THE PRIOR ART The problem of safely launching high altitude research balloons usually constructed from thin-walled plastic film and often having a length from about 300 500 feet has been a longstanding problem because the wind can buffet the balloon about or cause damage even at velocities as low as or miles an hour. For this reason, the launching is often done under windless conditions since in the process of filling the balloon, any wind is likely to catch the balloon which acting like a sail may be blown about and possibly damaged severely. Thus, balloons have usually been assembled in a horizontal position and attached to a roller winch usually a part of a carriage or cart which may or may not travel across the ground as the launch is carried out. A bubble of helium is placed at the top end of the balloon and is allowed to rise vertically at the end of a winch while the remaining portions, i.e., the lower portion of the envelope, is held in a horizontal position. This contributes many problems to a launch in addition to requiring a substantial amount of equipment. For example, in US. Pat' No. 2,954,187, issued Sept. 27, 1960, to O. C. Winzen, for Balloon and Method and Apparatus for Launching the Same, a launching method is described in which it is preferred to employ two trucks and a launching cart. While the patented method of launching a balloon is outstanding in some applications, it is undesirable in others and contributes certain problems to the launch. In addition to the requirement of two trucks and a launching cart, inflation is carried out from a source of gas which is located at or adjacent to the top of the balloon. Moreover, a stiffening ring of elaborate construction is required at the bottom of the balloon and a plurality of corsets are provided along the length of the balloon to restrict its diameter in selected spaced apart locations along its length. When the launch is carried out the appendix line which is attached to a winch is unreeled allowing the balloon to rise gradually while the payload is supported by the launching cart which positions itself automatically since it is on wheels beneath the balloon as the bubble elevates and, if needed, the launching cart is positioned manually or otherwise to maintain the load directly beneath the balloon load ring. An intermediate restraint is released first. A corset at the bottom of the balloon is released second and a choker which defines the lower aspect of the balloon bubble is released last.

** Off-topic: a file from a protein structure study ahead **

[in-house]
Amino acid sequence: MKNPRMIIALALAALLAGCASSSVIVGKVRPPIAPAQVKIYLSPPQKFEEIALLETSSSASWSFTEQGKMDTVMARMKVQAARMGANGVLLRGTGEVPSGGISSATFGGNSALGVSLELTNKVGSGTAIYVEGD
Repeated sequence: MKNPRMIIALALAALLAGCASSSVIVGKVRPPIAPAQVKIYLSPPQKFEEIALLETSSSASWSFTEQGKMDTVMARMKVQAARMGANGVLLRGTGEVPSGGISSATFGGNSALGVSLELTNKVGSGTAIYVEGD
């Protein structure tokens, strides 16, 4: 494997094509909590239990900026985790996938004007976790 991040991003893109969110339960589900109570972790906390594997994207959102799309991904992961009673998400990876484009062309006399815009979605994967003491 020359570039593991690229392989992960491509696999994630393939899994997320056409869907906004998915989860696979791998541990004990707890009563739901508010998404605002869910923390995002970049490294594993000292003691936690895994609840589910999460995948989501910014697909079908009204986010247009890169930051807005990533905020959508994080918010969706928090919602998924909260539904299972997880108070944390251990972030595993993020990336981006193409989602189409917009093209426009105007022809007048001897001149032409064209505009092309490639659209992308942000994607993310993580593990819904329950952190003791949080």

Use of restraining corsets is described elsewhere in the literature for example, in the US. Pat. No. 3,093,351 for the purpose of confining a short section of the length of the balloon.
It has also been known to attempt to confine the balloon envelope along a greater portion of its length than that described in the patents by means of a longitudinally extending piece of material which is wrapped around the balloon envelope. These attempts, however, have been unacceptable because of the difficulty in reliably removing the piece of material as the bubble in the top of the balloon is increasing in size while helium is introduced.
THE OBJECTS In view of these and other deficiencies of the prior art the present invention has the following characteristics, objects and advantages.
a. The provision of a balloon launching method which will allow the balloon to assume an erect position with less risk of damage in moderate winds, e.g., I0 to 15 miles an hour, by protecting the balloon along its entire length except for the topmost portion.
b. The provision of a balloon filling and launching method in which a greater degree of control is provided without the requirement for launching the balloon dynamically.
c. The elimination of the requirement for a large amount of equipment such as vehicles, carts and the like except for a single truck which is used to introduce lifting gas at the base of the balloon.
d. The avoidance of a requirement for retaining the top portion of the balloon on the ground during the filling operation whereby filling can be accomplished from a single point of attachment at the base of the balloon.
e. The provision of an improved arrangement for circumferentially restraining the diameter of the balloon envelope and for sequentially and progressively removing the restraint to effectively limit the amount of tension on the balloon envelope and thereby prevent tearing of the material.
f. A provision for providing a temporary lifting bubble at the top of the balloon with a restraining means for restricting the circumference of the portion between the bubble and the base and a reliable arrangement for controlling the angle assumed by the side wall of the balloon adjacent the top of the restraint to maintain it within predetermined limits.